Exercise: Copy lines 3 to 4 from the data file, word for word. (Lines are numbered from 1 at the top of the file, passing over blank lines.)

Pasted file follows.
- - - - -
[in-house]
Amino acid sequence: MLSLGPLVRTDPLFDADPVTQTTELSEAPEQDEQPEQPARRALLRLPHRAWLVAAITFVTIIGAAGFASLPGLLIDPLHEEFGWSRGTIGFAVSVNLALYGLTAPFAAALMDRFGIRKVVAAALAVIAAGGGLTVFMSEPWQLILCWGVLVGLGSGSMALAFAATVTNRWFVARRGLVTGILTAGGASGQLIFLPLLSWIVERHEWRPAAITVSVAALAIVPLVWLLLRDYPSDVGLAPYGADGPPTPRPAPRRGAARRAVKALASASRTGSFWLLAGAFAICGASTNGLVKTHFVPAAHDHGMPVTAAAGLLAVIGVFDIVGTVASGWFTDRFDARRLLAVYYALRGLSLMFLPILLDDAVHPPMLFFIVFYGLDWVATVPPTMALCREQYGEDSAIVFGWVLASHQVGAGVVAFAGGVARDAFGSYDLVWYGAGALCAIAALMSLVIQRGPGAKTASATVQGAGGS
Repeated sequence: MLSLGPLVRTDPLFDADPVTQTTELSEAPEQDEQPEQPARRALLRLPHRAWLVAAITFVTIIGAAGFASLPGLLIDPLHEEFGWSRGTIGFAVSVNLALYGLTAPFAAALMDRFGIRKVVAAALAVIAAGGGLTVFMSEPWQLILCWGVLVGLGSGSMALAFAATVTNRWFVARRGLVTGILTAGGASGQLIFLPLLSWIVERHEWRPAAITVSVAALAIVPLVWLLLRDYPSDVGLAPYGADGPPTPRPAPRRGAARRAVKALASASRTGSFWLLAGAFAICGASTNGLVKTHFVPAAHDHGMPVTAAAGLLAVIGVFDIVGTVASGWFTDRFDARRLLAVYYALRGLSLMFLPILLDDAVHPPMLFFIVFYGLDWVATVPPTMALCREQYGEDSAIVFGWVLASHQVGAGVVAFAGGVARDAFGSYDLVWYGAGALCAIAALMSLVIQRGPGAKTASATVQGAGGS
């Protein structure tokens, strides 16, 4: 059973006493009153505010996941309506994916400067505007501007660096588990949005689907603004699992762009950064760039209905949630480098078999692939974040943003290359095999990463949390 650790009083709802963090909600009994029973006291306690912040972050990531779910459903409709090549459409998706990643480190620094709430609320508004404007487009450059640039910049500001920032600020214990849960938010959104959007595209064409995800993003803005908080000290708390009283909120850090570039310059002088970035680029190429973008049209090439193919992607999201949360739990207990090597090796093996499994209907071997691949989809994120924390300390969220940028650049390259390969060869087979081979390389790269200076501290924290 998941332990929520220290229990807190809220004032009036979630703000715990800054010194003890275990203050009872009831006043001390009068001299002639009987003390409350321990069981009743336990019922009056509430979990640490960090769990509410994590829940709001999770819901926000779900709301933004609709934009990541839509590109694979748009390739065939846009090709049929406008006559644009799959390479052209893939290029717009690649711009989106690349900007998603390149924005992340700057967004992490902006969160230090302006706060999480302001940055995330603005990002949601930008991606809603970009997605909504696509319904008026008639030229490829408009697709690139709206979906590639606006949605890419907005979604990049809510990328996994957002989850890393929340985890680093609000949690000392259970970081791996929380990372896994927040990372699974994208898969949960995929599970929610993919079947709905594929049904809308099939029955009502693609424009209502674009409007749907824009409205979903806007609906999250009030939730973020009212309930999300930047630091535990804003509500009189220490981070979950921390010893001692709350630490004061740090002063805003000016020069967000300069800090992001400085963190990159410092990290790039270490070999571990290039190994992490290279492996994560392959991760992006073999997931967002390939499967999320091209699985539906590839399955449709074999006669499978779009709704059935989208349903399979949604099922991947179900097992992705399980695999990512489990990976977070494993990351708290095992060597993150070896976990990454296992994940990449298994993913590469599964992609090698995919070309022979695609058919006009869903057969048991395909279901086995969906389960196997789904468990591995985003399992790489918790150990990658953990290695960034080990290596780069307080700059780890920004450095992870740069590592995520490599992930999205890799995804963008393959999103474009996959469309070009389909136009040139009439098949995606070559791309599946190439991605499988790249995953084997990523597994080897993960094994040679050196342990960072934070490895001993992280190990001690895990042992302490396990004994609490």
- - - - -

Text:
Repeated sequence: MLSLGPLVRTDPLFDADPVTQTTELSEAPEQDEQPEQPARRALLRLPHRAWLVAAITFVTIIGAAGFASLPGLLIDPLHEEFGWSRGTIGFAVSVNLALYGLTAPFAAALMDRFGIRKVVAAALAVIAAGGGLTVFMSEPWQLILCWGVLVGLGSGSMALAFAATVTNRWFVARRGLVTGILTAGGASGQLIFLPLLSWIVERHEWRPAAITVSVAALAIVPLVWLLLRDYPSDVGLAPYGADGPPTPRPAPRRGAARRAVKALASASRTGSFWLLAGAFAICGASTNGLVKTHFVPAAHDHGMPVTAAAGLLAVIGVFDIVGTVASGWFTDRFDARRLLAVYYALRGLSLMFLPILLDDAVHPPMLFFIVFYGLDWVATVPPTMALCREQYGEDSAIVFGWVLASHQVGAGVVAFAGGVARDAFGSYDLVWYGAGALCAIAALMSLVIQRGPGAKTASATVQGAGGS
């Protein structure tokens, strides 16, 4: 059973006493009153505010996941309506994916400067505007501007660096588990949005689907603004699992762009950064760039209905949630480098078999692939974040943003290359095999990463949390 650790009083709802963090909600009994029973006291306690912040972050990531779910459903409709090549459409998706990643480190620094709430609320508004404007487009450059640039910049500001920032600020214990849960938010959104959007595209064409995800993003803005908080000290708390009283909120850090570039310059002088970035680029190429973008049209090439193919992607999201949360739990207990090597090796093996499994209907071997691949989809994120924390300390969220940028650049390259390969060869087979081979390389790269200076501290924290 998941332990929520220290229990807190809220004032009036979630703000715990800054010194003890275990203050009872009831006043001390009068001299002639009987003390409350321990069981009743336990019922009056509430979990640490960090769990509410994590829940709001999770819901926000779900709301933004609709934009990541839509590109694979748009390739065939846009090709049929406008006559644009799959390479052209893939290029717009690649711009989106690349900007998603390149924005992340700057967004992490902006969160230090302006706060999480302001940055995330603005990002949601930008991606809603970009997605909504696509319904008026008639030229490829408009697709690139709206979906590639606006949605890419907005979604990049809510990328996994957002989850890393929340985890680093609000949690000392259970970081791996929380990372896994927040990372699974994208898969949960995929599970929610993919079947709905594929049904809308099939029955009502693609424009209502674009409007749907824009409205979903806007609906999250009030939730973020009212309930999300930047630091535990804003509500009189220490981070979950921390010893001692709350630490004061740090002063805003000016020069967000300069800090992001400085963190990159410092990290790039270490070999571990290039190994992490290279492996994560392959991760992006073999997931967002390939499967999320091209699985539906590839399955449709074999006669499978779009709704059935989208349903399979949604099922991947179900097992992705399980695999990512489990990976977070494993990351708290095992060597993150070896976990990454296992994940990449298994993913590469599964992609090698995919070309022979695609058919006009869903057969048991395909279901086995969906389960196997789904468990591995985003399992790489918790150990990658953990290695960034080990290596780069307080700059780890920004450095992870740069590592995520490599992930999205890799995804963008393959999103474009996959469309070009389909136009040139009439098949995606070559791309599946190439991605499988790249995953084997990523597994080897993960094994040679050196342990960072934070490895001993992280190990001690895990042992302490396990004994609490």